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Lessons For CARICOM Governments After Hurricane Irma

Updated on September 19, 2017
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Mike is the CEO of COMMONSENSE STRATEGIES, a Brooklyn-Based Small Business Consulting & Social Media Management company.

How Hurricanes Wreak Havoc On Vulnerable Caribbean Island-Nations Every Year

An Analysis By

Michael Derek Roberts

With a US$30 billion damage and destruction price tag, Hurricane Irma is the worst natural disaster to hit the Caribbean region in over 50 years. The Category 5 storm also ravaged Florida chalking up an additional $50 billion in death and destruction. For Floridians the cost to rebuild with be footed by the US Federal government. It’s not so easy for the small island-nation states of the Caribbean. The hurricane destroyed Barbuda, Antigua’s poorer sister isle in their independent state; wrecked most dwellings on tiny St Martin, an island divided between France and the Netherlands; flattened Tortola, the largest of the British Virgin Islands, and St John in the American-owned half of the same archipelago. Irma’s cost to these small Caribbean islands, which promote themselves as tourist paradises, will exceed their Gross Domestic Product (GDP).

Still, Hurricane Irma is a dire warning for the Caribbean that its political leaders ignore at their peril. The fact is that warmer seas, one of the negative effects of climate change, will bring stronger and larger (area-wise) hurricanes with bigger storm surges and more destructive power.

That’s something that all regional governments must recognize and confront: more powerful annual storms will smash the beach resorts from which the large majority of Caribbean islands make their living. A one-meter (39. 3700787 inches) rise in sea levels that environmental scientists believe can happen this century could possibly displace more than 100,000 people in the region. That is a looming humanitarian crisis and disaster waiting to happen.

In this context CARICOM governments and institutions need to get a grip on this annual natural phenomenon because its not if but when and where the next round of dangerous hurricanes will hit. Today it’s Barbuda, Cuba and St. Martin, tomorrow it will be Trinidad and Tobago, Jamaica and Haiti or all of them - if hurricane trends are anything to go by. To be sure the region has learned a few lessons since Hurricane Ivan pummeled Grenada in 2004. This government has become better at educating residents and providing emergency shelter that is an object lesson for the rest of CARICOM. There’s now a regional disaster insurance program that pays out money in the event of a hurricane. And there’s CDEMA (Caribbean Disaster Emergency Management Agency), a regional organization, that co-ordinates planning and relief efforts for its 18 members, including British overseas territories.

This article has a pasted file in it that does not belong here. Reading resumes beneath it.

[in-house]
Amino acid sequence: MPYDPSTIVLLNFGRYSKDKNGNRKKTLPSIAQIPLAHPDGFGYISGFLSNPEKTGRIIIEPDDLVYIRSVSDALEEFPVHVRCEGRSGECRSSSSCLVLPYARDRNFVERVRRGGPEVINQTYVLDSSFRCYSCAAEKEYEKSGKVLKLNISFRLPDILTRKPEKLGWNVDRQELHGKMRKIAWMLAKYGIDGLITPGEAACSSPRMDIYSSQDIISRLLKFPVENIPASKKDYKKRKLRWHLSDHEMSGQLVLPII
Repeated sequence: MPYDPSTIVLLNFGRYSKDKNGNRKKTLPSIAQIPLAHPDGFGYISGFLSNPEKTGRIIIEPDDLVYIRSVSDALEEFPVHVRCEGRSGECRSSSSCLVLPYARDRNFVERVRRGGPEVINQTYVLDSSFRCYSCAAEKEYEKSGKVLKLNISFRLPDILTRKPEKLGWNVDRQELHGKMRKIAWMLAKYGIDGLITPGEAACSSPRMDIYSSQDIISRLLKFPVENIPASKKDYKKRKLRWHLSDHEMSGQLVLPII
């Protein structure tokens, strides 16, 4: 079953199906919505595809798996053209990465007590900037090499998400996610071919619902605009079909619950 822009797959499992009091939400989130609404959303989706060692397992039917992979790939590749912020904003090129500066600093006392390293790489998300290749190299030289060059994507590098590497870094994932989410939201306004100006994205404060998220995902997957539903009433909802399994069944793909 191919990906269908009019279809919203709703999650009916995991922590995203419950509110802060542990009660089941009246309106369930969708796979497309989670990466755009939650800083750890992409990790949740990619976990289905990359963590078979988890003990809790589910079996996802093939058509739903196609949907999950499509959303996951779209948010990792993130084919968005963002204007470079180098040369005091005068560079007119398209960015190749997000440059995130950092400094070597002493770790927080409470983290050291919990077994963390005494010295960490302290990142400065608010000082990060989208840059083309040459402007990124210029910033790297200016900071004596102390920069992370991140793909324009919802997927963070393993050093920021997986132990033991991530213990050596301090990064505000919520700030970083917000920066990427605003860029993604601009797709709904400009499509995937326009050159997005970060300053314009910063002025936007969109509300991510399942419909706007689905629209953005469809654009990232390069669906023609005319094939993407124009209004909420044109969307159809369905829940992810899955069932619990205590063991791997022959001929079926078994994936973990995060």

That’s the good news. The bad news is that ALL of the regional Caribbean governments have dropped the ball when it comes to the difficult things needed to make their islands safer and more resilient. For example, antiquated and outmoded building codes, some going back to the 1800s, are still applied in a knee-jerk fashion, if at all. What this means is that the vast majority of the region’s population occupies housing that is too flimsy and structurally weak to withstand even a Category 1 hurricane or a powerful tropical storm.

A lot of this poor planning and failure to learn from previous natural disasters is about governments giving real estate developers permission to remove sand from beaches and dredge protective mangrove swamps to erect cheap hotels by the water’s edge. Jamaica is a classic case of this unwise short-tem “tourism at any cost” approach that features large box hotels built on or near beaches. Fixing these unintended problems is bound to be expensive. I submit that they will be left untended, as myopic politicians cannot see beyond the next election.

CARICOM’s weak bureaucracies and regional political fragmentation is also a real challenge that hinders a collective, coherent, and proactive regional disaster preparedness and response regime. Regional governments are notorious for paying lip service and giving very little support to some of the joint initiatives they have created. For example, even as Irma loomed large and dangerous and the destruction forecast, CDEMA’s members had yet to approve the budget of its disaster co-ordination unit. The Caribbean Community Climate Change Center, which is supposed to help members adjust to climate change, incredibly gets almost no money from the region’s government that has pledged to support the organization.

So the bottom line is this: To weather coming storms, as well as earthquakes and droughts, the Caribbean region will have to do a lot more. Billions of dollars will have to be spent on upgrading buildings, roads and other infrastructure. With prudent forward planning and thinking when powerful hurricanes force Caribbean islands to rebuild they should take the opportunity to build hotels and roads farther away from the seashore. CARICOM has an obligation to set up uniform building codes and standards for the entire region. CARICOM agencies empowered by the region’s governments must be able to mobilize fleets of boats and planes at short notice when a disaster strikes. Better planning cooperation not only in the region but also with North American and European partners is necessary and vital to handle the other Irma’s that is bound to come. CARICOM’s governments must step up to the plate or the alternative will be dire indeed.

Caribbean Devastation after Irma

© 2017 Michael Roberts


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